The 2005 federal Patient Safety and Quality Improvement Act is a federal law that encourages physicians, pharmacies and hospitals to report medical errors and related information to organizations involved in patient safety by shielding these reports from becoming exposed publically. Now two unrelated cases in another state are questioning the law's reach and the outcome could affect other states, including Rhode Island.
The media has been ablaze of late with news of the ongoing meningitis outbreak spreading across the nation with as many as 16 states affected thus far, including Rhode Island. The outbreak has been traced to a drug compounding pharmacy called New England Compounding Center, and the latest reports claim as many as 300 cases have been reported with almost two dozen deaths associated with the product so far. The problem has already produced a number of lawsuits, including product liability, pharmacy negligence and even two medical malpractice claims filed against clinics that administered the contaminated drugs to two patients.
Injuries and fatalities resulting from medical negligence are both preventable and unacceptable. The consequences of medical malpractice can be devastating, especially considering that malpractice is characterized by failure to administer a level of care that physicians are fully capable of employing.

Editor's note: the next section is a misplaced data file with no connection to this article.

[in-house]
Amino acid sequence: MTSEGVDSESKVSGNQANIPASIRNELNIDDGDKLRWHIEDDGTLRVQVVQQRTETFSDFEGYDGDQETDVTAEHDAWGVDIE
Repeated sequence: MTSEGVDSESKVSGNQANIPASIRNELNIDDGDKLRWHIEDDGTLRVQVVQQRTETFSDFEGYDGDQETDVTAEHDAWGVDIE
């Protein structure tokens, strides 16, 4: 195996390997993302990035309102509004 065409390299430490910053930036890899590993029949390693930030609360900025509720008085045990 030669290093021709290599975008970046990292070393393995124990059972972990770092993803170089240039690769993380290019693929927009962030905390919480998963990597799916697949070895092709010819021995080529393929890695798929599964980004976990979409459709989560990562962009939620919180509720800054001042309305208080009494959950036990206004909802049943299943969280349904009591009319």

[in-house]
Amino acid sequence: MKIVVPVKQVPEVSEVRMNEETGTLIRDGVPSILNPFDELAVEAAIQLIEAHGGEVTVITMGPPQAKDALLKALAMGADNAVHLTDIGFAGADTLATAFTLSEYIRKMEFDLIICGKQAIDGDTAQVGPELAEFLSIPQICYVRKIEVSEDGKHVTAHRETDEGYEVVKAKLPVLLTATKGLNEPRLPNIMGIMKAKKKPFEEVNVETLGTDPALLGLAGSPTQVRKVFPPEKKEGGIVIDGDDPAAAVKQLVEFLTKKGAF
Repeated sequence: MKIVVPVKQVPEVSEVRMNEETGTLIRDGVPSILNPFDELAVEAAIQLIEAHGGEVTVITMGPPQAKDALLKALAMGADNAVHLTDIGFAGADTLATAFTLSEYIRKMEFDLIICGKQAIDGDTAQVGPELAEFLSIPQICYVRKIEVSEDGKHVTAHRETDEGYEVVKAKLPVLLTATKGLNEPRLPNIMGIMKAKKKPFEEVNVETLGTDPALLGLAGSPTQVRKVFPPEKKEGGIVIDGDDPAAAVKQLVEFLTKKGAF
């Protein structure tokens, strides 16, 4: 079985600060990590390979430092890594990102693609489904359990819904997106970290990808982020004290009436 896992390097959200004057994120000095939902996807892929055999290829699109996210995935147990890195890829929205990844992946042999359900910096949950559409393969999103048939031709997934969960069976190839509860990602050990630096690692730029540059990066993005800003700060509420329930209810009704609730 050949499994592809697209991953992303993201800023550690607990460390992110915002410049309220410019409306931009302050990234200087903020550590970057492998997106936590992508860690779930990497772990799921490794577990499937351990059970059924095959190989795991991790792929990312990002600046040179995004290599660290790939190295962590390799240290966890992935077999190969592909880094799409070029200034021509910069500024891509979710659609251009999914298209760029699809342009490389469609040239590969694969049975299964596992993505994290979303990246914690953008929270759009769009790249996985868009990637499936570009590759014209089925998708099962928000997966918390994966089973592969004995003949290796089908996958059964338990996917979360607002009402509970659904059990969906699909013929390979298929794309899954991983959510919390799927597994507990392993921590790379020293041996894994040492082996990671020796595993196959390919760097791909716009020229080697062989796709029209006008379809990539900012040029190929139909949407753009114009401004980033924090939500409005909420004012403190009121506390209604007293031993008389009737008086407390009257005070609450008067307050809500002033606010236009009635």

Recently, an important announcement was made at an annual conference hosted by the Agency for Healthcare Research and Quality (AHRQ). The agency's findings could significantly impact fatality rates caused by a certain infection in hospitals.
Approximately 8,000 American men are diagnosed with prostate cancer in advanced stages every year, according to TIME Magazine. Many of these men may have been spared such grim news, had their not been a delayed diagnosis of prostate cancer by their healthcare providers. And yet, government regulators and physicians alike are arguing over whether extensive screening can help bring these startling numbers down significantly.
After completing medical school, new doctors begin their careers in medicine by completing a medical residency in which they work unimaginably grueling hours under the supervision of other licensed physicians. In 2011, the Accreditation Council for Graduate Medical Education, known as ACGME, changed the restrictions placed upon medical residents' work hours. However, the implications of the new changes have been debated among those in the medical profession.
Rhode Island residents may be interested in a recent Massachusetts health care debate. As members from the Massachusetts House of Representatives continue to discuss a new health care bill that could save the state more than $160 billion, taxpayers elsewhere are wondering why their representatives are not doing the same.
Debates about the safety of full-body scanners at airports and data privacy concerns about electronic medical records have been hot topics in the news in the last few months. But are they the largest technology threats to personal health and patient safety?